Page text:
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Saturday, November 14, 2015

In a somber, off-kilter Paris, mass murder leaves emptiness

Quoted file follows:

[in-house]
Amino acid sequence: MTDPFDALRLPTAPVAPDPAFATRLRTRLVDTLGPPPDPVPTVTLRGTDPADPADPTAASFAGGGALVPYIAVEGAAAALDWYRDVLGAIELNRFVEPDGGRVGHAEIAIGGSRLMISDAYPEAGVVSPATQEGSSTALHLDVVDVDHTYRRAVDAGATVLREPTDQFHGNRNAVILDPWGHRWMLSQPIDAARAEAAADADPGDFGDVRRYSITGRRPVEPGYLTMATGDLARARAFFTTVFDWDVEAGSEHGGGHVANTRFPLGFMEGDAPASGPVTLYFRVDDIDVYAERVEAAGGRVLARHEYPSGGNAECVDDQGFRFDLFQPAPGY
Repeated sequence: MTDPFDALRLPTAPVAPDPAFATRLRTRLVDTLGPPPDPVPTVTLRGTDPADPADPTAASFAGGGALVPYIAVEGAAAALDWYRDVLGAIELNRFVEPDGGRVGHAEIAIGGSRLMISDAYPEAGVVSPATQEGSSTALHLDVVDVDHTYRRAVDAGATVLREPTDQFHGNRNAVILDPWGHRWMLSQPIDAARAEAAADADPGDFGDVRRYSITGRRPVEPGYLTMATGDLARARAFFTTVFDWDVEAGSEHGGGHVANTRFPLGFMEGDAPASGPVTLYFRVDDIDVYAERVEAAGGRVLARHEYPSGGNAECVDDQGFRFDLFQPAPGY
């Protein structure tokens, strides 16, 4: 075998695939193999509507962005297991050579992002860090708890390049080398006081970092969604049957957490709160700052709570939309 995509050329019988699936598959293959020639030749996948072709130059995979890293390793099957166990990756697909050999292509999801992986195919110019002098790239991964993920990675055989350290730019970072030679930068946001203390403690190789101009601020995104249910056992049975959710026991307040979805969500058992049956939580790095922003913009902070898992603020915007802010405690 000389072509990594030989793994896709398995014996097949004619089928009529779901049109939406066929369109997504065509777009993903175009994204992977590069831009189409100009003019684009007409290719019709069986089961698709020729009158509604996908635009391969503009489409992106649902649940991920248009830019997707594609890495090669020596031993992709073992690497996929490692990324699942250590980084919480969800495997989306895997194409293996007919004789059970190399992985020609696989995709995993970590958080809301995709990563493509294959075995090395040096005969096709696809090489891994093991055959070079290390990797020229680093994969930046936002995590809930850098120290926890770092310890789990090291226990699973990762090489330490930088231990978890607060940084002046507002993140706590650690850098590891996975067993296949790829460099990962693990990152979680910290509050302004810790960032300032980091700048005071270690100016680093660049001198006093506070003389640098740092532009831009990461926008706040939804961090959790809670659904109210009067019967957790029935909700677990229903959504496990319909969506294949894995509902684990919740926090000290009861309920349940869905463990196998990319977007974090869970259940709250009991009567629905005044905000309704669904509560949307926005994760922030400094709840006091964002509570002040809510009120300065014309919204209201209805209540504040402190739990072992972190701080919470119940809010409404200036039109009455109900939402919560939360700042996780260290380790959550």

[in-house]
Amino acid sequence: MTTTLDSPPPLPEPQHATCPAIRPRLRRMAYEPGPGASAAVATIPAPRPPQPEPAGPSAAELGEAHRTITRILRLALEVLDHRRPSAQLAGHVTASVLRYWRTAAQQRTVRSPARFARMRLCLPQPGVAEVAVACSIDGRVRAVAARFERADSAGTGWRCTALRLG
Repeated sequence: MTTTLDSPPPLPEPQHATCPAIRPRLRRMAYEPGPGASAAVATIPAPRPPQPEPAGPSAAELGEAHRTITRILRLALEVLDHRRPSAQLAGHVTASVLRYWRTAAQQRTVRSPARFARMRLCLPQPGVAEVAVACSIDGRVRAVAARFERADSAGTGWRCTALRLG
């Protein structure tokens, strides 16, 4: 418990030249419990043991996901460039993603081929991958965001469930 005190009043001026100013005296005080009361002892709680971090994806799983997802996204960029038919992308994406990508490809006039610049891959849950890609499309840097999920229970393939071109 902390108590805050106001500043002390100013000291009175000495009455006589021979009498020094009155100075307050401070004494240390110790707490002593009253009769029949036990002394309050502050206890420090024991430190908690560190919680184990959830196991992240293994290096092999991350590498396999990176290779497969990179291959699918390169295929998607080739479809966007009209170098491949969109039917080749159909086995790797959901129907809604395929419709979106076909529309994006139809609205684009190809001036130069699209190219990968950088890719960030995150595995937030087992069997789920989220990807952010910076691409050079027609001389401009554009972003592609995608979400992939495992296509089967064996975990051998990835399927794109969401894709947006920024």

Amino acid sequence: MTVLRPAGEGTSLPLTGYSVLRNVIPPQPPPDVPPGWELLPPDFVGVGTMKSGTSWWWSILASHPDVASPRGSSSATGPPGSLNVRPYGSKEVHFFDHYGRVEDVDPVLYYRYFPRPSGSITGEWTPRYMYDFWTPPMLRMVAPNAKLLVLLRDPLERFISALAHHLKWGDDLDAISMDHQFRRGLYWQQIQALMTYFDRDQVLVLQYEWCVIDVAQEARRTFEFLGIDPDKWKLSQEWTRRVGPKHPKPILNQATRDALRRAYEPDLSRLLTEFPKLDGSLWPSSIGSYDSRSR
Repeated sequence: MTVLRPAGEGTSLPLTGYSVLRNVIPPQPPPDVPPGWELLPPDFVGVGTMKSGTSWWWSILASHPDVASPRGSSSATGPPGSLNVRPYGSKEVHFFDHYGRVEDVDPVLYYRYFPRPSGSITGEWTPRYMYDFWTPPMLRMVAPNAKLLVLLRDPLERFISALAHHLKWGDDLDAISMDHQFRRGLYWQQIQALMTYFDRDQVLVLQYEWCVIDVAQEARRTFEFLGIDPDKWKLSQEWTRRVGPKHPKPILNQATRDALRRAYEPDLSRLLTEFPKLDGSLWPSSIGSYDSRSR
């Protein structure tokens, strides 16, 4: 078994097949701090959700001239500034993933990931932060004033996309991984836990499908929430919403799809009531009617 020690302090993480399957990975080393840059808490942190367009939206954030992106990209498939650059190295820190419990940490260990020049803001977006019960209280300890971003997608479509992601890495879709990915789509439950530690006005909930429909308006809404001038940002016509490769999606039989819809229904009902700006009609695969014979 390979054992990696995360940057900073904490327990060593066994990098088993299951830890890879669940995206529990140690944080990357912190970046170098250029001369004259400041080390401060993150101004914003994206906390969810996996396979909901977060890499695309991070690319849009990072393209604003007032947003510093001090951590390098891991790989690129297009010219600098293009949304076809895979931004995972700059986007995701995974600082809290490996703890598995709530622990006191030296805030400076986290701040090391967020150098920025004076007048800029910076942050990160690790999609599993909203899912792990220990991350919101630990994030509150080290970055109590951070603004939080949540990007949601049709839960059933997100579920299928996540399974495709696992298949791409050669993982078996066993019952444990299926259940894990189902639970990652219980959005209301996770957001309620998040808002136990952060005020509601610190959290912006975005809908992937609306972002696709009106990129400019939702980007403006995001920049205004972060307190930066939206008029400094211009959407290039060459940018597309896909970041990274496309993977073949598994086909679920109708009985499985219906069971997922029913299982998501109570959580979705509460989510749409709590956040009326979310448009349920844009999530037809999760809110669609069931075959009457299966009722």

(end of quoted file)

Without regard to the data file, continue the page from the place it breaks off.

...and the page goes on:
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(Cell: 0431 138 537, Email: Saqlain@Dukesrealestate.com) Click here to invest in South Australian Residential Commercial, Rural Properties, Schools & Businesses. Shias holding a vigil tonight at Islamic Center of America in Dearborn for victims in Beirut, Baghdad, Gaza, Paris: pic.twitter.com/YJi5boLlQg =================================== The Paris attacks could be the work of foreign intelligence services in order to “facilitate a NATO strike against Syria,” says a former US Army psychological officer. On Saturday, Daesh (ISIL) claimed responsibility for a series of coordinated attacks in Paris that killed at least 129 people and injured some 352 on Friday night. The terror organization called the attacks “the first of the storm” and denounced France as a “capital of prostitution and obscenity.” In an interview with Press TV, Scott Bennett pointed to two scenarios, arguing that the attacks could be either carried out by ISIL terrorists or “a foreign entity.” They could be “a sort of Zionist Mossad, MI6, CIA operation, or trained fighters that have been trained and financed by the United States and Saudi Arabia and others,” he explained. Bennett said “it’s very possible that this (Paris attacks) was a fabricated assault.” If that is the case, Bennett said, “Then we see a larger pattern, a larger trigger of war which resembles the Gulf of Tonkin (Vietnam War) and the 9/11 attacks. We’re seeing all of this language repeated in the past; we’re seeing the world coming behind the United States after the false-flag attacks of 9/11, and we now see the world coming behind France.” “So this may have been designed to be a false-flag attack in order to shift momentum from the war-footing, ship NATO and the United States, France and the United Kingdom into an offensive position and help get them a moral high ground that they can now use to exploit a buffer or no fly-zone in Syria, they can use this for new sanctions and request for investigations in Iran and they can use this to destabilize Russia,” he added. “The important thing is for Russia, Iran and China to be ahead of that in order to not be blamed for any of this connection because it’s very possible, that if this was a fabricated assault, then it very easily could be claimed on people who are connected with [Syrian President Bashar al-] Assad, or connected with Iran or even with Russia,” he concluded. Observers say while the US and its allies claim they are fighting against terrorist groups like ISIL, they in fact helped create and train those organizations to advance their policies in the Middle East. ================= 14 November 2015 - 19H45 Paris attacks: the possible consequences © AFP / by Adam Plowright | A child holds-up a hand drawn French flag as people gather on November 14, 2015 in Turin, a day after deadly attacks in Paris PARIS (AFP) - The Paris attacks were unprecedented in their scale in France and shocking in their method. The repercussions are likely to be wide and long-lasting. Here are five areas to watch: Syrian peace talks Peace talks to end the Syrian civil war had drifted along for years before a snowballing refugee crisis in Europe this summer and Russia's dramatic entry into the conflict in September gave them new urgency. Given growing evidence of a Syrian link, the attacks in Paris will hike pressure on world leaders to overcome their deep divisions and solve a problem that is a key source of Islamic extremism. "If they?ve done anything they?ve encouraged us today to do even harder work to make progress and to help resolve the crises that we face," US Secretary of State John Kerry said Saturday at a second round of peace talks in Vienna. Western military involvement in Syria Some of the Paris attackers were overheard telling hostages the attacks were in retaliation for France's bombing of the Islamic State group in Iraq and Syria. Paris's air strikes were also referenced by the group in a statement claiming responsibility. In step with increased diplomatic activity, the attacks appear likely to stiffen Western resolve to continue battlefield pressure against Islamic State -- with the risk of being sucked further into the conflict. IS had been on the defensive this week, facing losses to US-backed Kurdish fighters around the town of Sinjar in Iraqi Kurdistan, increased bombing from Russia and the reported death of one of its most infamous executioners, Jihadi John. French President Francois Hollande sounded defiant in his reaction on Saturday, saying he considered the carnage "an act of war" and promising a response that would be "pitiless". European refugee crisis Europe is facing its biggest refugee crisis since the Second World War as hundreds of thousands flee conflicts or oppression in Syria, Iraq or Afghanistan to seek safety overseas. Already facing anti-immigration sentiment, the attacks could further complicate efforts by European governments to persuade their populations to accept this burden. Fears have been regularly stoked by reports that IS operatives could be hiding among the 800,000 migrants who have arrived this year, mostly on the shores of Greece and Italy. Many on the far-right were quick to link the attacks -- so far without foundation -- to the refugee crisis which has distilled fears about the so-called "Islamisation of Europe." Poland's incoming right-wing government said Saturday it would no longer accept refugees under an EU plan to relocate migrants from Greece and Italy to other countries. "After the tragic events of Paris we do not see the political possibility of respecting" the EU quota, announced incoming European affairs minister Konrad Szymanski. Security measures in Europe Already accustomed to seeing heavily armed security forces guarding schools and synagogues since the Charlie Hebdo attacks in January, residents of the French capital will now face an even more muscular presence. An extra 1,500 soldiers were mobilised to reinforce police in Paris on Saturday, while European governments held emergency talks to review their security arrangements. "Last night's attacks suggest a new degree of planning and coordination and a greater ambition for mass casualty attacks," said British Prime Minister David Cameron on Saturday. More armed police and visible security checks appear inevitable. 'Borderless' Europe Removing national barriers is a key part of the EU project, with Europeans allowed to travel without passports or visas in the 22-nation Schengen zone. The refugee crisis had already strained this system to breaking point, with a host of countries including Germany and Sweden re-imposing border controls while Austria, Hungary and others are building border fences. EU President Tusk said this week that "saving Schengen is a race against time" but Friday's attacks have already complicated efforts. France, Belgium and Germany stepped up border controls, while any indication that the attackers or their weapons had travelled undetected across European borders would add to calls for more scrutiny over people and goods. by Adam Plowright ============================================ After Paris attacks, pressure builds for big military response to Islamic State WASHINGTON | By Phil Stewart, Warren Strobel and Matt Spetalnick image: http://s4.reutersmedia.net/resources/r/?m=02&d=20151114&t=2&i=1094962411&w=644&fh=&fw=&ll=&pl=&sq=&r=LYNXNPEBAD0OV French military patrol near the Eiffel Tower the day after a series of deadly attacks in Paris , November 14, 2015. REUTERS/Yves Herman French military patrol near the Eiffel Tower the day after a series of deadly attacks in Paris , November 14, 2015. Reuters/Yves Herman The Paris terror attacks are likely to galvanize a stronger global military response to Islamic State, after a U.S.-led air war that has lasted more than a year has failed to contain a group now proving itself to be a growing worldwide threat. The United States, long accused of taking an incremental approach to the struggle, is under growing political pressure at home and abroad to do more and it is expected to examine ways to intensify the campaign, including through expanded air power. U.S. officials say Washington will look in particular to European and Arab allies to step up their military participation in the war in Iraq and Syria. It remains far from clear whether Paris and Washington would be willing to radically expand the scope of their current military engagement, given a deep aversion to getting dragged into a large-scale ground war in the Middle East. But President Barack Obama has been committing more to the fight in recent months, and lawmakers and counter-terrorism experts see the Paris attacks strengthening arguments for additional military might. Islamic State claimed responsibility for Friday's attacks, which killed 129 people in Paris, in the worst bloodshed in France since the end of World War Two. In the past two weeks, there have been other major Islamic State-claimed attacks. Two explosions in suicide attacks in a Shi'ite Muslim district of southern Beirut in Lebanon killed 43, and 224 died when a Russian aircraft crashed in Egypt's Sinai Peninsula. Senator Dianne Feinstein, the top Democrat on the Senate Intelligence Committee, said it had become clear that Obama's strategy of limited air strikes coupled with support for ground forces in Iraq and Syria "are not sufficient to protect our country and our allies." "The fight is quickly spreading outside Iraq and Syria, and that's why we must take the battle to them," Feinstein said. Bruce Riedel, a former senior CIA expert on the region who has advised Obama, said the string of recent attacks had put to rest once and for all the debate whether Islamic State would stay focused on the war in Iraq and Syria. "It is a game changer in this sense: there were those who debated whether the Islamic State would stay focused local – or go global. I think that debate's over now," said Riedel, now at the Brookings Institution. FRENCH CARRIER ON THE WAY Republicans seeking the party's nomination to be its candidate in the 2016 presidential election have also been ratcheting up the pressure after the Paris attacks. One of them, former Florida governor Jeb Bush, said that the Islamic terrorists were engaged in "an organized effort to destroy Western civilization" and the U.S. needed to take the lead against them. "This is the war of our time," Bush told conservative radio talk show host Hugh Hewitt on Friday night. France, which has described the Paris assault as an act of war, can quickly ramp up its contribution to the air campaign against Islamic State targets. Even before the Paris attacks, France had announced that its sole aircraft carrier, the Charles de Gaulle, would be deployed to the Middle East, arriving on November 18. "We’re only a matter of days before the French carrier departs and heads to the Persian Gulf to do strikes," said former FBI official Martin Reardon, now with The Soufan Group consultancy. "I think France will do more." Obama, only last month, agreed to send U.S. special operations forces to Syria to coordinate with opposition fighters on the ground - something he had ruled out previously. He also deployed more U.S. aircraft to a base in Incirlik, Turkey. U.S. officials say they are in discussions with allies, including from Arab nations, to also increase their roles in the air campaign. Talks are also underway about whether allies might deploy special operations forces, in Iraq and Syria. Riedel and other former U.S. officials said one quick way the United States and its allies could do damage to Islamic State would be to expand pressure on its leadership. Such pressure has been steadily growing with precision strikes in recent months. The same day as the Paris attacks unfolded, the United State carried out an operation to kill the Islamic State's leader in Libya. A day earlier, it announced the death in Syria of a more symbolic target, striking an Islamic State figure, known as "Jihadi John," who once taunted the West in hostage execution videos. U.S. officials say such strikes show the United States could widen the field of battle. "We're looking at going after ISIL wherever we can hit them," one U.S. official said using another name for the Islamic State. So far, however, the United States has refrained from direct bombardment of known Islamic State headquarters buildings in its self-proclaimed capital of Raqqa, Syria. That, individuals with knowledge of the matter said, is in part because of the risk of large-scale civilian casualties. It remains to be seen whether the self-restraint will continue, and whether the Obama administration will generally loosen rules of engagement for airstrikes that some in Congress and elsewhere have called too restrictive. Another question, officials and analysts said, is whether the United Kingdom will expand the airstrikes and airborne intelligence assets it has already used over Iraq to Syria. London has not struck at Islamic State in Syria and although British Prime Minister David Cameron is said to be eager to take that step, he faces resistance from U.K. lawmakers. "The question is really, will this change the British parliament?" the U.S. official said. (Editing by Martin Howell) Read more at Reutershttp://www.reuters.com/article/2015/11/15/us-france-shooting-military-idUSKCN0T31HY20151115#0ZI0chEbcw3PdIPA.99 ========================== By JOHN LEICESTER Nov. 14, 2015 4:32 PM EST A woman reacts as she stands outside Le Carillon restaurant Saturday, Nov. 14, 2015 in Paris.... Read more PARIS (AP) — The indiscriminate taking of so many lives squeezed life out of Paris itself. Not all life but enough to create a sense of emptiness. Although far from extinguished, the City of Light is now unmistakably dimmed. On somber streets, scattered with the dead leaves of autumn, Parisians went through the motions of trying to pick up where they left off before suicide attackers slaughtered 129 people, the latest official count. So much felt wrong and out of kilter. The Eiffel Tower closed and, in doing so, became a 324-meter (1,063-foot) tall symbol of how much is changed. Its glittering lights, so powerful they usually radiate beams far and wide across the city, were also switched off Saturday night in mourning. Disneyland Paris shut its doors. Instead of an Andy Warhol exhibition, the only thing out-of-town visitors Yvette and Guilhem Nougaret saw at the Museum of Modern Art was a sign announcing its closure "because of the circumstances." Shoppers expecting to fill their carts with groceries for the week trundled Saturday to outdoor markets only to find them shuttered and empty, on government orders. Bags of ice that fishmongers would have used to keep wares fresh on their stalls lay unused, melting tears. As they always do, people still sat and smoked at the sidewalk tables of cafes, but did so knowing that dozens were gunned down and killed doing exactly that just hours before. "I wouldn't sit outside," waitress Flora Jobert said as she served a thick espresso, advising her customer to shelter inside. "I mean, you never know." Sirens wailing, blue lights flashing, a police car sped past. "It's been like that all morning," Jobert said. Along with fear, there also was deep and roiling anger. A retired lawyer, a fashion designer, a musician — people interviewed at random — all insisted: Life must go on, no surrender to terror. They clung to those thoughts like lifebuoys. "I'm scared," said Patricia Martinot, a cleaner, who still mustered the courage to take her dog, Dream, out for his morning walk and reported to work at dawn, traveling through unusually empty streets. She looked battered, but not bowed. "The TV has been on all night," Martinot said. "I haven't slept." On subdued Metro and suburban trains, passengers stared into the distance, lost in thought. Cesar Combelle, a bass guitarist, was awakened Saturday morning by his sister, who called him panicked, thinking he might have been among at least 89 concert-goers killed at the Bataclan hall, where witnesses described floors running with blood and bodies piled on top of each other. "I feel like we're descending back into the Middle Ages, that we're slipping back into religious war," said Combelle as he headed into the city center for band practice. "What really worries me are the political consequences and the military response that's going to lead us to war." But in the face of such blind hate proudly claimed and celebrated by the Islamic State group, Parisians also were defiant. Outside the Bataclan, a man on a bike towing a piano emblazoned with a peace sign stopped and played John Lennon's "Imagine." Then, after a smattering of applause, he rode off again. Video of the poignant moment made the rounds on social media, shared like a beacon of hope and resilience against darkness. A graphic image of the Eiffel Tower as a peace symbol went viral. At an impromptu shrine of flowers at the Bataclan, a hand-written message declared: "Know this, terrorists: The French fight those who steal away life." For many, this spree of six attacks by three apparently coordinated attack teams felt different, more visceral, than the massacres at Charlie Hebdo magazine and a kosher supermarket in January that killed 20, including three shooters. Not just because the death toll was so much higher, but because these killings were viciously indiscriminate, turning life and death into a lottery, with victims simply in the wrong place at the wrong time, gunned down and blown up seemingly at random as they unwound from the week on a Friday night — sipping beers on sidewalks, sitting in cafes and watching American rock band Eagles of Death Metal perform. Three suicide bombers also detonated their explosive vests outside the national Stade de France stadium, where France's soccer team was playing an exhibition match against Germany. By shooting journalists who ran cartoons of the Prophet Muhammad, the Charlie Hebdo gunmen targeted France's mind, assaulting values of free expression that the French cherish. Friday's suicide attackers — a new strain of terrorist for France — landed more of a blow to the heart by massacring people who were simply out having fun. "It is unbridled barbarity," said Michel Touffait, a retired lawyer who looked visibly shell-shocked. Finding his local market and bank closed in the state of emergency and its ATM machine empty unsettled him even more. "The president says we're at war," he whispered. "It's terrifying." Choosing a rock concert at the Bataclan and the hipster 10th and 11th districts of the city — places for in-the-know Parisians, instead of more obvious tourist spots — as their killing zones suggested that at least some of the seven attackers, now all dead, must have known the French capital or scoped it out intimately. That insider knowledge made the attacks more personal, suggesting to Parisians that enemies are in their midst, not thousands of miles (kilometers) away in the Middle East and Africa where France's military is actively involved in fighting extremism. Paris prosecutor Francois Molins said one of the Bataclan hostage-takers was born in France. The rampages also injured 352 people, 99 of them in critical condition. "What's very scary is that this time it was against public areas, anonymous people. It wasn't at all directed. It was just against 'the French.' We all could have been on the sidewalk of a cafe or at a concert," said Etienne Jeanson, a fashion designer who purposely didn't cancel an outdoor photo shoot on a swanky boulevard Saturday because "we're not going to stop our way of life just because of some big bastards." Eyes burning with anger, he said President Francois Hollande must redouble the fight against the Islamic State. "Just blow it all up," he said. "When there's gangrene, you have to treat it. Cut the leg off." ================= Obama says twisted ideology behind attack on civilized world By JOSH LEDERMAN and JULIE PACE Nov. 15, 2015 5:53 AM EST U.S. President Barack Obama waves as he arrives in Antalya, Turkey, Sunday, Nov. 15 2015 for the... Read more ANTALYA, Turkey (AP) — President Barack Obama pledged Sunday to redouble U.S. efforts eliminate the Islamic State and end the Syrian civil war that has fueled its rise, denouncing the extremist group's horrifying terror spree in Paris as "an attack on the civilized world." Opening two days of talks with world leaders in Turkey, Obama pledging U.S. solidarity with France in the effort to hunt down the perpetrators and bring them to justice. He said "the skies have been darkened" by the horrifying terror spree, but offered no details about what the U.S. or its coalition partners might do to step up its assault against the extremist group. "The killing of innocent people, based on a twisted ideology, is an attack not just on France, not just on Turkey, but it's an attack on the civilized world," Obama said after meeting with Turkish President Recep Tayyip Erdogan. In addition to the Paris attacks, IS is blamed for two bombings in Turkey this year that killed about 130 people. The specter of the Islamic State threat and Syria's civil war hanged over the Turkish seaside city of Antalya as Obama and other leaders descended for the Group of 20 summit of leading rich and developing nations. Although the overlapping crises were already on the lineup for the two days of talks, they were thrust to the forefront by elaborately coordinated attacks that killed 129 in the French capital just two days earlier, in the most destructive attack in the West blamed on the extremist group. World leaders gathering for the G-20 are looking to answer a critical question: Beyond tough talk, how will the world respond to bloodshed now extending far beyond the Islamic State group's foothold in the Middle East? Leaders in Europe, the U.S. and beyond have pledged to step up the response, with French President Francois Hollande vowing a "merciless" war on the Islamic State. Yet despite plenty of tough talk, there were few signs of an emerging consensus about exactly what that means. Asked by reporters whether he would consider additional action against IS following the Paris attacks, Obama declined to tip his hand. Obama's meeting with Erdogan came at the start of a 9-day trip to Turkey, the Philippines and Malaysia that has already been largely overshadowed by Friday's attacks in Paris and the related issues of Syria's civil war and the resulting migrant crisis. Obama said the U.S. stands with Turkey and Europe in the effort to reduce the flow of migrants, and Erdogan predicted a "strong message" on fighting terrorism would result from the summit. ============================================================= Sun Nov 15, 2015 | 9:16 PM EST France launches air strikes in Syria; Paris investigation widens 7:25 PM EST | 01:13 France launches air strikes in Syria France launches air strikes in Syria; Paris invest...X By Emmanuel Jarry and Robert-Jan Bartunek PARIS/BRUSSELS (Reuters) - French warplanes pounded Islamic State positions in Syria on Sunday as police in Europe widened their investigations into coordinated attacks in Paris that killed more than 130 people. Islamic State has claimed responsibility for Friday's suicide bombings and shootings, which have re-ignited a row over Europe's refugee crisis and drawn calls to block a huge influx of Muslim asylum-seekers. French police have launched an international hunt for a Belgian-born man they believe helped organize the assaults with two of his brothers. One of the brothers died in the attacks, while the second one is under arrest in Belgium, a judicial source said. A further two French suicide attackers have been identified, police said, while the identity of four other assailants, who all died in the violence, was still under review. France has been bombing Islamic State positions in Iraq and Syria for months as part of a U.S.-led operation. Following Friday's mayhem, Paris vowed to destroy the group. Underlining its resolve, French jets on Sunday launched their biggest raids in Syria to date, hitting its stronghold in Raqqa. "The raid ... including 10 fighter jets, was launched simultaneously from the United Arab Emirates and Jordan. Twenty bombs were dropped," the Defense Ministry said. Among the targets were a munitions depot and training camp, it said. There was no word on casualties or the damage inflicted. The Paris attacks were seen causing a short-term selloff in global stock markets on Monday, but few strategists expected a prolonged economic impact or change in prevailing market directions. SEVEN HELD IN BELGIUM The investigation into Friday's attacks, the worst atrocity in France since World War Two, led swiftly to Belgium after police discovered that two of the cars used by the Islamist militants had been rented in the Brussels region. By Sunday, Belgian officials said they had arrested seven people in Brussels. But one of the people who had hired the cars slipped through the fingers of the police. He was pulled over on the French-Belgian border on Saturday, but later released. Police named the man they were seeking as Salah Abdeslam, saying the 26-year-old was "dangerous". Although he was born in Brussels, French authorities said he was a French national. "The abject attacks that hit us on Friday were prepared abroad and mobilized a team in Belgium that benefited ... from help in France," French Interior Minister Bernard Cazeneuve told reporters after meeting his Belgian counterpart in Paris. Stunned by the carnage, thousands of people thronged to makeshift memorials at four of the sites where the attacks took place, laying flowers and lighting candles to remember the dead. Two more Frenchmen identified as Paris attackers: prosecutor French Muslims fear repercussions from Paris attacks Paris attacks: an international joint venture in violence "We are living a nightmare," said Caroline Pallut, whose 37-year-old cousin Maud Serrault died when gunmen attacked the Bataclan concert hall, killing at least 89 people -- the bloodiest single incident on Friday night. "It is all so senseless. She had only just got married." The death toll rose to 132, with three more people dying on Sunday from their wounds. Some 103 have been identified, including many young people and many foreigners, out relaxing on a Friday night in one of the world's most visited cities. In a sign that at least one gunman might have escaped, a source close to the investigation said a Seat car believed to have been used by the attackers had been found in the eastern Paris suburb of Montreuil with three Kalashnikov rifles inside. ATTACKER NAMED Police have formally named just one of the attackers: Ismael Omar Mostefai, 29, from Chartres, southwest of Paris. He was identified by the print from one of his fingers that was severed when his suicide vest exploded. French media named the two other French assailants as Bilal Hadfi and Ibrahim Abdeslam. RELATED VIDEO Video 00:46 Seven people detained following raids in Brussels: Belgian prosecutors Video 00:58 Obama: Paris attacks an "attack on the civilized world" Video 01:13 World shows solidarity after Paris attacks Police said they had found a Syrian passport near one of the other dead gunmen. Greece said the passport holder had crossed from Turkey to the Greek islands last month and then registered for asylum in Serbia before heading north, following a route taken by hundreds of thousands of asylum seekers this year. The news revived a furious a row within the European Union on how to handle the flood of refugees. Top Polish and Slovak officials poured cold water on an EU plan to relocate asylum seekers across the bloc, saying the violence underlined their concerns about taking in Muslim refugees. Bavarian allies of German Chancellor Angela Merkel called for a reversal of her "open-door" refugee policy, saying the attacks underlined the need for tougher controls. "The days of uncontrolled immigration and illegal entry can't continue just like that. Paris changes everything," Bavarian finance minister Markus Soeder told the Welt am Sonntag newspaper. France has declared three days of national mourning and President Francois Hollande will make a rare address to the joint upper and lower houses of parliament on Monday at the Palace of Versailles, just outside Paris. JITTERY MOOD Related Coverage Stunned for a day, Parisians return to square of solidarity Hundreds flee gathering in central Paris in apparent false alarm France calls EU meeting to boost cross-border security Canada sticks to refugee plan but security pressures mount after Paris attacks Illustrating the jittery mood in the French capital, hundreds of people gathered at a makeshift memorial in Place de la Republique scattered in panic on Sunday night when they thought shots had rung out. It was a false alarm, police said. Speaking in Vienna, Iraqi Foreign Minister Ibrahim al-Jaafari said his country's intelligence services had shared information indicating that France, the United States and Iran were among countries at risk of an attack. At a G20 summit in Turkey, U.S. President Barack Obama vowed to step up efforts to eliminate Islamic State and prevent it carrying out attacks like those in Paris. EU leaders urged Russia to focus its military efforts on the radical Islamists. France was the first European state to join U.S. air strikes against Islamic State targets in Iraq, in September 2014, while a year later it extended its air strikes to Syria. Russia began its own air campaign in Syria in October, but has been targeting mainly areas controlled by other groups opposed to its ally, President Bashar al-Assad, Moscow's critics say. France had already been on high alert since Islamist gunmen stormed the satirical weekly Charlie Hebdo and a kosher supermarket in Paris in January, killing 17 people. Those attacks briefly united France in defense of freedom of speech, with a mass demonstration of more than a million people. But far-right populist Marine Le Pen is now making gains by blaming France's security problems on immigration and Islam. "By spreading out migrants through the villages and towns of France, there is a fear that terrorists will take advantage of these population flows to hit out at us," she said after meeting the French president on Sunday. (Additional reporting by Matthias Blamont, John Irish, Leigh Thomas, Ingrid Melander, Michael Nienaber, Matt Spetalnick, Dasha Afanasieva, Stephen Kalin, Saif Hameed, Anthony Paone, Marine Pennetier, Barbara Lewis, Robert-Jan Bartunek, Claire Watson and Rodrigo Campos; Writing by Crispian Balmer; Editing by Philippa Fletcher and Kevin Liffey)